Europe

Bulgaria

Bulgaria Won't Budge

Bulgarian army honour guards carry one of five coffins of Bulgarian soldiers killed in Karbala on December 30, 2003. (Photo: Dimitar Dilkoff/AFP-Getty Images)

The Bulgarian dailies are full of reports of warnings by the al-Tawhid group to turn Bulgaria “into pools of blood” alongside Poland, unless the two countries withdraw their troops from Iraq. The 485 Bulgarian peacekeepers perform police duties in the Shiite holy city of Karbala under Polish command. Despite a deadly bomb attack on the Bulgarian base last December, and the kidnapping of two Bulgarian truckers in Iraq in late June, Bulgaria has vowed not to budge.

The Islamist militant group al-Tawhid, claiming to be the "European cell of al-Qaeda," is more than a “one-day wonder, which shines with reflected light.” The phrase was coined by Arab expert Boyan Chukov and relates to the mushrooming terror groups in Iraq that flaunt their alleged affiliation with Bin Laden or Zarkawi.

Members of al-Tawhid have passed through the Balkans in previous years and some have recently been arrested in Germany, Bulgarian intelligence officers told the press.

The Bulgarian papers have been covering the tightened security arrangements around potential terrorist targets in Bulgaria and report that most of the politicians say that a premature withdrawal from Iraq is unthinkable.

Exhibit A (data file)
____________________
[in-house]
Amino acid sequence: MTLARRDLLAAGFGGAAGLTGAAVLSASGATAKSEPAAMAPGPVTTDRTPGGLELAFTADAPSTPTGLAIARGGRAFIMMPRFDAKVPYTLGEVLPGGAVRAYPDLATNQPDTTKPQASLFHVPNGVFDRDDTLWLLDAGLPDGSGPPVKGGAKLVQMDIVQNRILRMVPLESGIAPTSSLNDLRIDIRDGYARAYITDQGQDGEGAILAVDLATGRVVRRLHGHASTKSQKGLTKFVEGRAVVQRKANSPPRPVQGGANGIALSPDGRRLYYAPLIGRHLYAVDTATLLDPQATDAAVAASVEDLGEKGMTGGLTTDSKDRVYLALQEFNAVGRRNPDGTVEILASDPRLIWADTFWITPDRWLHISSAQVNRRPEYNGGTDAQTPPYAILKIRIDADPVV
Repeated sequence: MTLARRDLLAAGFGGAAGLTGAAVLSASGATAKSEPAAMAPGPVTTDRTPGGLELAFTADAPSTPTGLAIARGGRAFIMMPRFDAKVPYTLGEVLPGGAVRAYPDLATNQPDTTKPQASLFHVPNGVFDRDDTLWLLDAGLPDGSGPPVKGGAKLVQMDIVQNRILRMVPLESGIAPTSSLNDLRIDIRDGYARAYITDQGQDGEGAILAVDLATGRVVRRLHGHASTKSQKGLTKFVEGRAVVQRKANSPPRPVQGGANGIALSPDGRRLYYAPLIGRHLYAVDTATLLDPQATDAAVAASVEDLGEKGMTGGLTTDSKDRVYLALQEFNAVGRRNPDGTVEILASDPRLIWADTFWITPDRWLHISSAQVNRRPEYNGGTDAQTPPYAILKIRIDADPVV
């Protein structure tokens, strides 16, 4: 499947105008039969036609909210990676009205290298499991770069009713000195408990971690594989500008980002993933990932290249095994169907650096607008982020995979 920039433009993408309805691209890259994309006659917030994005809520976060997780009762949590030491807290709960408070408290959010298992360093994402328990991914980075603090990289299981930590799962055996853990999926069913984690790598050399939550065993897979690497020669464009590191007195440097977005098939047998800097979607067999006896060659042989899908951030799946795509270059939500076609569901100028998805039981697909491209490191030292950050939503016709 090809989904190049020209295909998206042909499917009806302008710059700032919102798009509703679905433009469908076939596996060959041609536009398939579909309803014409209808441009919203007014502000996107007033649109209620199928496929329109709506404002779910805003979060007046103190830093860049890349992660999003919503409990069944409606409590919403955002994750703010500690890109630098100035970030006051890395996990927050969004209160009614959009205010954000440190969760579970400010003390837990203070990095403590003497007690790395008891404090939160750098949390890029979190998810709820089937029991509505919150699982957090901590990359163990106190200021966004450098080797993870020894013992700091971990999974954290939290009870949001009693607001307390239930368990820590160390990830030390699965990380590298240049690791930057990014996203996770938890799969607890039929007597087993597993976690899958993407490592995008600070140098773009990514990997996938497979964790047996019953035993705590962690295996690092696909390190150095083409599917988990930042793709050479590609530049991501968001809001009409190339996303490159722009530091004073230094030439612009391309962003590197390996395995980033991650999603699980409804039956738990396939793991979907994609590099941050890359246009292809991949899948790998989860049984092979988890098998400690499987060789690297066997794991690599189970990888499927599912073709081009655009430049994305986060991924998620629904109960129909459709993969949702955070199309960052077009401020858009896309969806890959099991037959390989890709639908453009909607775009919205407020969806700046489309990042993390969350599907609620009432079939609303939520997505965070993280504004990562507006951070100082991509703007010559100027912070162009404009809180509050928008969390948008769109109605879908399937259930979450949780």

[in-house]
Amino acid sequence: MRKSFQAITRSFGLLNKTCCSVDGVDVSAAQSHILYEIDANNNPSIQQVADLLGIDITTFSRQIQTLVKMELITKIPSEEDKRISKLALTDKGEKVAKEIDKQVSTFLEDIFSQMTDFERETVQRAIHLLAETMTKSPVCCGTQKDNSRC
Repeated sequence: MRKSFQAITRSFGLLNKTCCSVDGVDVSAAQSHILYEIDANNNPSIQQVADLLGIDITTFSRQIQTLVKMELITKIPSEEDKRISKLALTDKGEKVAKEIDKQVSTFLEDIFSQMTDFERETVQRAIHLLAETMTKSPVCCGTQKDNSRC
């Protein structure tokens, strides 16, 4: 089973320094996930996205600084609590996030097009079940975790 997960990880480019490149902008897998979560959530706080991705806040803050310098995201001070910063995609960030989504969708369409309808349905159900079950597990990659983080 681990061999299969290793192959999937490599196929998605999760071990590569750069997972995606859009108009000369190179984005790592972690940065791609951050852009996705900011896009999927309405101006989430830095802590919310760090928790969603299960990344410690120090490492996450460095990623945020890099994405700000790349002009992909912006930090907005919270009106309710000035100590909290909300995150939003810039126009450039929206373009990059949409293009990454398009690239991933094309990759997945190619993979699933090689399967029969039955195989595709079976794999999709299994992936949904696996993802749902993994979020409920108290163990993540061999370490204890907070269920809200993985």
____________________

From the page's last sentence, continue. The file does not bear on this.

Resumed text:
The Bulgarian press concurs that the creation of an Iraqi statehood is the prime target of the terrorists, because even weak, but functioning institutions will strangle them sooner or later. Therefore the extremists’ only hope is to wreak havoc inside Iraq and intimidate the U.S. allies in order to cause the breakdown of the coalition. And since they have succeeded in forcing the withdrawal of Spain and the Philippines, now they are encouraged to try the same trick on Eastern Europe, editors say. And they warn against playing down the threat.

"There is a point in being scared and an attack may well be inevitable. All who claim the opposite are helping the terrorists," comments the independent Standart News on July 22. The article goes on to say, "The terrorists…will strike in countries like Poland, the Czech Republic and Bulgaria because we are absolutely helpless.”

Elaborating on why Bulgaria is so vulnerable, the Standart News stresses that firstly, the small country has a 20,000-strong Arab community, and very few are on any police, communal or business records. Secondly, the Bulgarian intelligence and counter-intelligence networks are in shambles following 15 years of politically motivated restructuring. Thirdly, the police force is so demoralized and corrupt, that it can hardly be expected to protect the citizens in case of an attack.

To make matters worse, Standart News concludes, the sites that are most attractive to terrorists in Bulgaria are so poorly built and secured, that they might just as well display “You are welcome, Al-Qaeda!” billboards.

Standart News also reports that with such threats in sight, national security expert Tsvyatko Tsvetkov urgently calls for a creation of a crisis headquarters to tackle all Iraqi-related matters. Tsvetkov points out that Bulgaria should not withdraw from Iraq now, but urges the government to formulate a precise strategy and time frame for our presence there.